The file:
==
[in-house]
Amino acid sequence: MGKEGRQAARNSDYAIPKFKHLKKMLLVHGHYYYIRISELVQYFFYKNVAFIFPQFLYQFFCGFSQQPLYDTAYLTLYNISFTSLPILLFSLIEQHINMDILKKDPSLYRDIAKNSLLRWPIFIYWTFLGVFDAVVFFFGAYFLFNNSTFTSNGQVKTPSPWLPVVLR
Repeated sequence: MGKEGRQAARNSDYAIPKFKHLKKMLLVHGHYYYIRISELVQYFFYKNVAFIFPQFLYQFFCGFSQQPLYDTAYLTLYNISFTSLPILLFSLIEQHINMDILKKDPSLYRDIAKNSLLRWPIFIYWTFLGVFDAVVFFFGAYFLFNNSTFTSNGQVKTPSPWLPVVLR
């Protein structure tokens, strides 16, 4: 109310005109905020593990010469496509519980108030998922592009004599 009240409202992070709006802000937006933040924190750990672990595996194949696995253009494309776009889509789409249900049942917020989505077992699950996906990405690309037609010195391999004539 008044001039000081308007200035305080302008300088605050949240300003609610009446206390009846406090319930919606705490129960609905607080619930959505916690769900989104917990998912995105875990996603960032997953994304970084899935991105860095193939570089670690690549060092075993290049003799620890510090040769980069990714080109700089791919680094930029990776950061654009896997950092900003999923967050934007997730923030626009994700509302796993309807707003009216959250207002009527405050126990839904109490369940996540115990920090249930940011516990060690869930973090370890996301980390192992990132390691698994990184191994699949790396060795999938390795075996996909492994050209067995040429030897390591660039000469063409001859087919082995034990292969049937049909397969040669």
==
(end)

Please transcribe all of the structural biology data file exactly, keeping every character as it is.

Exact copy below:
[in-house]
Amino acid sequence: MGKEGRQAARNSDYAIPKFKHLKKMLLVHGHYYYIRISELVQYFFYKNVAFIFPQFLYQFFCGFSQQPLYDTAYLTLYNISFTSLPILLFSLIEQHINMDILKKDPSLYRDIAKNSLLRWPIFIYWTFLGVFDAVVFFFGAYFLFNNSTFTSNGQVKTPSPWLPVVLR
Repeated sequence: MGKEGRQAARNSDYAIPKFKHLKKMLLVHGHYYYIRISELVQYFFYKNVAFIFPQFLYQFFCGFSQQPLYDTAYLTLYNISFTSLPILLFSLIEQHINMDILKKDPSLYRDIAKNSLLRWPIFIYWTFLGVFDAVVFFFGAYFLFNNSTFTSNGQVKTPSPWLPVVLR
């Protein structure tokens, strides 16, 4: 109310005109905020593990010469496509519980108030998922592009004599 009240409202992070709006802000937006933040924190750990672990595996194949696995253009494309776009889509789409249900049942917020989505077992699950996906990405690309037609010195391999004539 008044001039000081308007200035305080302008300088605050949240300003609610009446206390009846406090319930919606705490129960609905607080619930959505916690769900989104917990998912995105875990996603960032997953994304970084899935991105860095193939570089670690690549060092075993290049003799620890510090040769980069990714080109700089791919680094930029990776950061654009896997950092900003999923967050934007997730923030626009994700509302796993309807707003009216959250207002009527405050126990839904109490369940996540115990920090249930940011516990060690869930973090370890996301980390192992990132390691698994990184191994699949790396060795999938390795075996996909492994050209067995040429030897390591660039000469063409001859087919082995034990292969049937049909397969040669």